2,350-year-old goods unearthed in Patara reveal ancient way of life

Published 20.09.2017 00:00
Updated 20.09.2017 01:40
2,350-year-old goods unearthed in Patara reveal ancient way of life

Excavations conducted in the ancient city of Patara in Antalya province have revealed more than 200 objects, including a bronze mirror frame, forks, bowls and coins, giving hints about the daily practices of the civilization that lived in the ancient city

More than 200 utensils that are 2,350 years old, including a bronze mirror frame and a fork, have been unearthed in the ancient city of Patara, located in the Kaş district of Antalya province.

The excavation works in Patara started in 1988 and are being continued by the head of Akdeniz University's Archaeology Department Prof. Havva Işık and her team. Speaking to Anadolu Agency, Işık said Patara is one of the most important ancient cities of the Mediterranean region.

Implying that Patara was the prophecy center of Apollo, the god of art, music, sun, poem and fire in mythological sources, Işık said Saint Nicholas, who is an important figure in the Christian world, was also born there, and he created his teachings in Myra.

She added that they have focused on the area around the Nero Hamam this year, and the excavation works in the basilica and Tepecik Acropolis in the heart of the city are ongoing.

"Tepecik Acropolis, which is the most important area of the excavations, houses the earliest settlement. This is why the most important findings have been found there," Işık said.

She indicated that they are trying to reveal the Hellenistic and classical period with the findings there.

Noting that they discovered many interesting artifacts in the excavations of the Tepecik acropolis, Işık said more than 200 works have been found in a construction site that was demolished because of an earthquake or fire.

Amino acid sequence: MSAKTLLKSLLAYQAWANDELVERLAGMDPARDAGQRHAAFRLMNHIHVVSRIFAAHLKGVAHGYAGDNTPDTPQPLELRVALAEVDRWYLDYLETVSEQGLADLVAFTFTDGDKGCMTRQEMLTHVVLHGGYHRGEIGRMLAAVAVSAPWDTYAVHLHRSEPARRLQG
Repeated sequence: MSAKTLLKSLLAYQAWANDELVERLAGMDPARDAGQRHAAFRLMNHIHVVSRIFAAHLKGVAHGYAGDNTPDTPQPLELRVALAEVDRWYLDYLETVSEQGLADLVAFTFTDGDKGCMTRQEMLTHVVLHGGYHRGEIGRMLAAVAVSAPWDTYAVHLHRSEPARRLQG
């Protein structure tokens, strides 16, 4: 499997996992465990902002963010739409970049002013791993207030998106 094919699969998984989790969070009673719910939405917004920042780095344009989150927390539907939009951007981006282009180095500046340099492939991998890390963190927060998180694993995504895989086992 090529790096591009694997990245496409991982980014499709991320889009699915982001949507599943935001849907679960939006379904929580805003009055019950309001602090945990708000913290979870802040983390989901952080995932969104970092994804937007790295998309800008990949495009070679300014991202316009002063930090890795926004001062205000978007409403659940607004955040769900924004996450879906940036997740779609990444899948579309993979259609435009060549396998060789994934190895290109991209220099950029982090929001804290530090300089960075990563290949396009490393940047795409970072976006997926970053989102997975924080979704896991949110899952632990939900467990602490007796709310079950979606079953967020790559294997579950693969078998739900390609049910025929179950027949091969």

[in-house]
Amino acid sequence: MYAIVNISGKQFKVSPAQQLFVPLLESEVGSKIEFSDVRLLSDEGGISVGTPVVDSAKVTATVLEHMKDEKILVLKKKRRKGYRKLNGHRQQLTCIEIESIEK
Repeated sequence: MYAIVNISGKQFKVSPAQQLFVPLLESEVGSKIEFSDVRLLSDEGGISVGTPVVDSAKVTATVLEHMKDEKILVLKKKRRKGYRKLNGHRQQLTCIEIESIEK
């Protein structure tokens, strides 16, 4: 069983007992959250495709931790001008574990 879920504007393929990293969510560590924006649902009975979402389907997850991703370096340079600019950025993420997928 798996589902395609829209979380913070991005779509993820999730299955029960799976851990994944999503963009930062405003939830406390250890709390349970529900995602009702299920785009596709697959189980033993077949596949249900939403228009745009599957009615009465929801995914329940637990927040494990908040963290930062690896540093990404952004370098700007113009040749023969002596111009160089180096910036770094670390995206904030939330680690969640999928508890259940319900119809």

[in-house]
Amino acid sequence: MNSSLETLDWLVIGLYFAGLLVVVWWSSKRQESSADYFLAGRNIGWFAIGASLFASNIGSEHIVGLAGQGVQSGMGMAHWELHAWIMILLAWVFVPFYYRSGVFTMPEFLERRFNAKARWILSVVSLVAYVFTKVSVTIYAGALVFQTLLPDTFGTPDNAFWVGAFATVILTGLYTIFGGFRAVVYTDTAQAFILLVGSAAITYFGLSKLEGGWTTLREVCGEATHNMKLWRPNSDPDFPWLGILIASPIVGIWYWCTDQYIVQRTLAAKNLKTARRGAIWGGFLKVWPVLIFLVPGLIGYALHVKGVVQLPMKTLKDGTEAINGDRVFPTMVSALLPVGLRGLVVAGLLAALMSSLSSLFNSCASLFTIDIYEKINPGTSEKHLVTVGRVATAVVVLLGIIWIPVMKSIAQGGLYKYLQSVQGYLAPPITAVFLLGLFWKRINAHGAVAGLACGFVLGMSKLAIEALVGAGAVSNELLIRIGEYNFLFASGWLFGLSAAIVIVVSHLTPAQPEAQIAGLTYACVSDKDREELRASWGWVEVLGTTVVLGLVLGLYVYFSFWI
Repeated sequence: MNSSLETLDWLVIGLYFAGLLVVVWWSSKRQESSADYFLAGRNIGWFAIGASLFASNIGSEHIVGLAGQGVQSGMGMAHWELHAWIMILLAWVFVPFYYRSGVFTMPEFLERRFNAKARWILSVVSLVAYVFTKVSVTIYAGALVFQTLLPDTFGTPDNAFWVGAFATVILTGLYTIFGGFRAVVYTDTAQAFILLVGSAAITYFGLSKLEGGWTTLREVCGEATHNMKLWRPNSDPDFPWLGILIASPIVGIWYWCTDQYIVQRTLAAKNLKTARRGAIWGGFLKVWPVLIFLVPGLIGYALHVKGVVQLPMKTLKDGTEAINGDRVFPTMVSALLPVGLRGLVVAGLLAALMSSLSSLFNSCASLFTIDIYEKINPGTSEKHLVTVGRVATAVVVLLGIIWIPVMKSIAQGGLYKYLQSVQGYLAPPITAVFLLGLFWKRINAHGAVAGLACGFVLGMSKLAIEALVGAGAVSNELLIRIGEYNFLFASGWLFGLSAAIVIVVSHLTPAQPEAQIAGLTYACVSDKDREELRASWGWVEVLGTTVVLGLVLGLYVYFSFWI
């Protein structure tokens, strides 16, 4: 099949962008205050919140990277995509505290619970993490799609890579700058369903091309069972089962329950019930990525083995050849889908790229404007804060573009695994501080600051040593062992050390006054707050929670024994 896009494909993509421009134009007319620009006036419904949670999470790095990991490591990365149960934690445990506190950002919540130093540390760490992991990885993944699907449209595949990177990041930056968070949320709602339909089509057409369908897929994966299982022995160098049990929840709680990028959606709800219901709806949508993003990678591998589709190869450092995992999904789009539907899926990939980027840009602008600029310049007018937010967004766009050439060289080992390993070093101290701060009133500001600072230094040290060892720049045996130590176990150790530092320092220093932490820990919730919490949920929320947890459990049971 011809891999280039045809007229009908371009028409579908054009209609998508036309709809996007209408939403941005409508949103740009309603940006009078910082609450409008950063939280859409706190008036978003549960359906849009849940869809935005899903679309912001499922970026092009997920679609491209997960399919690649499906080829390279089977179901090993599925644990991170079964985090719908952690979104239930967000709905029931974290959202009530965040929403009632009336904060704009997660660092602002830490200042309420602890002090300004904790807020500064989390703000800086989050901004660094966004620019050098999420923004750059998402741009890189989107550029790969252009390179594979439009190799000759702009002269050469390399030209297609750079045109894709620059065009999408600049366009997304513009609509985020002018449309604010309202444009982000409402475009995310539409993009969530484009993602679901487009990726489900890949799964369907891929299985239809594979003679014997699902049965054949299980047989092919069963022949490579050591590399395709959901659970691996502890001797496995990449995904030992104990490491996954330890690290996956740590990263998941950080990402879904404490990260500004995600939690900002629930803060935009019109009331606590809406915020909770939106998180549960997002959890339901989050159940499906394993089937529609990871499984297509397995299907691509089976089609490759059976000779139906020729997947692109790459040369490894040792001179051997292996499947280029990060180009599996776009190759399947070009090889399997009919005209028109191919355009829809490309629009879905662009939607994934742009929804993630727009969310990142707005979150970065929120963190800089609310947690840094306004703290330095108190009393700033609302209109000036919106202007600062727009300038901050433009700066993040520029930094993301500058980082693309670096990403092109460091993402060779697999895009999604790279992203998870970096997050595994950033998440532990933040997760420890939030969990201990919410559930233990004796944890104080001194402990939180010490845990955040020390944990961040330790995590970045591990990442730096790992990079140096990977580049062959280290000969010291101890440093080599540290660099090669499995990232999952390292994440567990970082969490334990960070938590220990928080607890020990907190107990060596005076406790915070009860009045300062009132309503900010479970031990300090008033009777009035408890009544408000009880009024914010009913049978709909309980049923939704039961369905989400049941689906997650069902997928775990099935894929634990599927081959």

The goods, which have been found together in the same area including meal bowls, weights, sculptures and coins, are in good shape.

"This house is a think tank for us. These works are important since they provide information about the Hellenistic period. They bring important information about daily life," Işık indicated.

Baby bottle, mirror frame and fork

Noting that the earthenware baby bottle, bronze mirror frame and iron fork were important findings, vice head of the Patara excavations associate professor Şevket Aktaş said, "We think these findings belong to an important figure. We have found more than 200 household goods together. They date back to 2,350 years ago. We date them at the end of the Hellenistic period and the beginning of the Classical period. We generally discover broken pieces in excavations. However, it was so exciting that we have found them simultaneously and in preserved shape."

Explaining that the baby bottle was used for fluids like milk, Aktaş implied the importance of these findings to understand the family structure of the period.

Starting from the bronze mirror frame, he also commented that these goods possibly belong to someone rich because ordinary people from this period didn't use mirrors.

In order to show the importance of the findings to get information about the daily life of the period, Aktaş gave the example of weaving looms. Many weaving looms dating back to 350 B.C. have also been found in the excavations but their wooden parts were unable to last over the years.

Additionally, in Patara, the parliament building of the Lycian League, which is accepted as the first democratic parliament of the world, was opened to tourism after reparation by the Grand National Assembly of Turkey in 2011.

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